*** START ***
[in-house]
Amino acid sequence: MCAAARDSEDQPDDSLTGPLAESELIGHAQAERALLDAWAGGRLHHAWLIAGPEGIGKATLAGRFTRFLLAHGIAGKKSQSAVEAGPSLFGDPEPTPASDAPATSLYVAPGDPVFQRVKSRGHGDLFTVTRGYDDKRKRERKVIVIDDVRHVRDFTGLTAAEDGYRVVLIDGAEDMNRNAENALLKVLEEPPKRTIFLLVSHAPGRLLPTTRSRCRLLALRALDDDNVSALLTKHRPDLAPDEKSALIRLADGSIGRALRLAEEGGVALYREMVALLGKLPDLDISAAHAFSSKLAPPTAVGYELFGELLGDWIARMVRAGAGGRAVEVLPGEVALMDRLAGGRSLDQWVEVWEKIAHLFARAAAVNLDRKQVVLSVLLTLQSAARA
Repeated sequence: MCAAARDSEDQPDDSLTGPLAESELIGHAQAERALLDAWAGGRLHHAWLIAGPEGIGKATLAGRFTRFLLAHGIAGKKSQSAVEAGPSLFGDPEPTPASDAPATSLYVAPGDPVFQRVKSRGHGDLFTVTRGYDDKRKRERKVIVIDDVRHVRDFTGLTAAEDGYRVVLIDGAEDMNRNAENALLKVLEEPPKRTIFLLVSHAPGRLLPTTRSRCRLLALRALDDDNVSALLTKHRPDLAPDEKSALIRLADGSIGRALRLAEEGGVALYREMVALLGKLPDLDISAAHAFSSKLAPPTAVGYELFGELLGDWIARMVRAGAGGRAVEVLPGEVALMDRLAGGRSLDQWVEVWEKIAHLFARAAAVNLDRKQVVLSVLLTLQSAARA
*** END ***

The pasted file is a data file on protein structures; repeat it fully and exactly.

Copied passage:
[in-house]
Amino acid sequence: MCAAARDSEDQPDDSLTGPLAESELIGHAQAERALLDAWAGGRLHHAWLIAGPEGIGKATLAGRFTRFLLAHGIAGKKSQSAVEAGPSLFGDPEPTPASDAPATSLYVAPGDPVFQRVKSRGHGDLFTVTRGYDDKRKRERKVIVIDDVRHVRDFTGLTAAEDGYRVVLIDGAEDMNRNAENALLKVLEEPPKRTIFLLVSHAPGRLLPTTRSRCRLLALRALDDDNVSALLTKHRPDLAPDEKSALIRLADGSIGRALRLAEEGGVALYREMVALLGKLPDLDISAAHAFSSKLAPPTAVGYELFGELLGDWIARMVRAGAGGRAVEVLPGEVALMDRLAGGRSLDQWVEVWEKIAHLFARAAAVNLDRKQVVLSVLLTLQSAARA
Repeated sequence: MCAAARDSEDQPDDSLTGPLAESELIGHAQAERALLDAWAGGRLHHAWLIAGPEGIGKATLAGRFTRFLLAHGIAGKKSQSAVEAGPSLFGDPEPTPASDAPATSLYVAPGDPVFQRVKSRGHGDLFTVTRGYDDKRKRERKVIVIDDVRHVRDFTGLTAAEDGYRVVLIDGAEDMNRNAENALLKVLEEPPKRTIFLLVSHAPGRLLPTTRSRCRLLALRALDDDNVSALLTKHRPDLAPDEKSALIRLADGSIGRALRLAEEGGVALYREMVALLGKLPDLDISAAHAFSSKLAPPTAVGYELFGELLGDWIARMVRAGAGGRAVEVLPGEVALMDRLAGGRSLDQWVEVWEKIAHLFARAAAVNLDRKQVVLSVLLTLQSAARA